FARMINGTON — Local lawyer Walter Hanstein told a judge Tuesday that his client’s constitutional rights are being violated because he’s at the Maine Correctional Center in Windham, 90 minutes away from Farmington.

Hanstein asked Judge Susan Oram to either rule that Robert Parker Jr., 43, must be moved closer to Farmington or be released on a pretrial contract while awaiting trial on charges that include sexual assault against a child under 12 and endangering the welfare of a child by giving cigarettes to two children under 15.

Parker’s bail on two felony gross sexual assault charges was set at $75,000 cash or $150,000 worth of real estate this month. He is also accused of threatening to kill the child in the sexual assault case and harassing family members by sending texts with explicit descriptions of what he would do to the child, according to a police affidavit.

Hanstein told the court that through no fault of Parker’s he is being held in Windham, which violates his rights to counsel and equal protection under the Sixth Amendment of the U.S.  Constitution.

The Franklin County Detention Center in Farmington has been a 72-hour holding facility since 2009, when the state took over county jails. Inmates who can not make bail are housed at other jails or prisons around the state.

Oram said she doesn’t think the court has the authority to tell the state where to house an inmate.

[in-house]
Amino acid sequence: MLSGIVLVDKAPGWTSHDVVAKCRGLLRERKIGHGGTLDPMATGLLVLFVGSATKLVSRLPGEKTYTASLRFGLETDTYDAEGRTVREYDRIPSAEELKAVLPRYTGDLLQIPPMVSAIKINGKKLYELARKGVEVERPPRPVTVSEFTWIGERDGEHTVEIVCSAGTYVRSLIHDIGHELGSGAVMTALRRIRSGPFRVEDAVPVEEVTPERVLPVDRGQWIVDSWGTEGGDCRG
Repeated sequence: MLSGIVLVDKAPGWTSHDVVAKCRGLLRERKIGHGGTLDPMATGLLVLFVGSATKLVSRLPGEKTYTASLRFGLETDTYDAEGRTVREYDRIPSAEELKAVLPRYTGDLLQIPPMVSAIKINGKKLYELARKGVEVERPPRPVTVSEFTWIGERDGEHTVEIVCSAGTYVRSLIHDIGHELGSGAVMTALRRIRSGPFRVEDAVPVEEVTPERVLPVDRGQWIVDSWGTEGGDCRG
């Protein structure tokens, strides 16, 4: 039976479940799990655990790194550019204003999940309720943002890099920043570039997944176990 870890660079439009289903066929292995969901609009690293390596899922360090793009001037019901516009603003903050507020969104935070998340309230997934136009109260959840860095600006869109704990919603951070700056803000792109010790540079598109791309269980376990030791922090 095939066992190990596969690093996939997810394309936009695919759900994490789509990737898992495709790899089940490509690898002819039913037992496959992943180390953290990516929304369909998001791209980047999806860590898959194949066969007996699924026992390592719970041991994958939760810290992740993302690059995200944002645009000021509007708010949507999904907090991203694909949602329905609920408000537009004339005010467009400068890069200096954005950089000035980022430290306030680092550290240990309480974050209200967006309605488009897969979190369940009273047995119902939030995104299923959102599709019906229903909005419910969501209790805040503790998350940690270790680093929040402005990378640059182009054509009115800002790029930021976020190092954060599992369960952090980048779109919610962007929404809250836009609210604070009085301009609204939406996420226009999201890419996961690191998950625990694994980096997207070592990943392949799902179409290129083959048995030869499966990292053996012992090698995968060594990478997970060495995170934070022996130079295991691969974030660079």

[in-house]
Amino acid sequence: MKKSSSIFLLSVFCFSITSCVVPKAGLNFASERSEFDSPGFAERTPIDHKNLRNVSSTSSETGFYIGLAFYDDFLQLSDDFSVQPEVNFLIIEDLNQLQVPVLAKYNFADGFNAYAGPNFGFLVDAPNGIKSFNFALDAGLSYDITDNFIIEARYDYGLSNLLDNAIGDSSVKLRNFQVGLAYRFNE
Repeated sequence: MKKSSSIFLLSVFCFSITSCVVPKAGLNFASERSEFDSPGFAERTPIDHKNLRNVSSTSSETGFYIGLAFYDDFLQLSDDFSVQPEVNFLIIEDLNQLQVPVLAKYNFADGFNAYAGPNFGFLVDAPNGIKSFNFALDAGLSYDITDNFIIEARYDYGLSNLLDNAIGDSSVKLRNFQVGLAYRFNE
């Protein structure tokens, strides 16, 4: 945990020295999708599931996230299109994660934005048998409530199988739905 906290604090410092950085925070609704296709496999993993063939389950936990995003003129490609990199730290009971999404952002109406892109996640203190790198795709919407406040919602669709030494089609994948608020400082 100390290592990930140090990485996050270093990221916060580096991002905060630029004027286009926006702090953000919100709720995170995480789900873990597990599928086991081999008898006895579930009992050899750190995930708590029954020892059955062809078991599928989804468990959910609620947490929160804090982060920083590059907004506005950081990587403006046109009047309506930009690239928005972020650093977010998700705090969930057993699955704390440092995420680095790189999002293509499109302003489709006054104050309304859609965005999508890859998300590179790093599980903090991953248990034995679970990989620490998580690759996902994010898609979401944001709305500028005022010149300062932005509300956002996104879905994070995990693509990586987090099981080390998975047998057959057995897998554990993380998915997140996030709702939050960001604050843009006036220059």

Hanstein said she has the ability to release Parker on a pretrial agreement.

He said the three-hour round trip to Windham is also preventing Parker from seeing his family, who could help him. He also said he believes Parker has some needs that are not being met.

“It’s not that I’d rather not drive three hours to see the guy, I just don’t have the time,” Hanstein said, because he has other court cases, including five in South Paris.

“It’s an unfair burden,” he said.

Assistant District Attorney James Andrews said he was prepared Tuesday to argue where Parker would be housed, not if he would be housed. He said the bail amount is appropriate.

“I’m opposed to a pretrial agreement. The state’s primary concern is Mr. Parker is held,” Andrews said.

He also said Parker is being held on post-conviction matters and others that have not been tried.

Asking the county to hold inmates more than the 72 hours, which it is currently not certified to do, would cause legal ramifications for Franklin County, Andrews said. There are no medical services, no psychiatric services and no operating kitchen at the jail. Inmates eat food heated in a microwave and served on Styrofoam plates, he said.

He suggested that if Hanstein cannot defend his client the way he wants to, that he withdraw as counsel.

“But that does not help Mr. Parker,” he said.

Oram pointed out that Parker is not being held without bail.

She proposed that Hanstein file a memorandum showing cases that would give her the authority to direct the state where inmates should be held and she would give the state time to respond to it.

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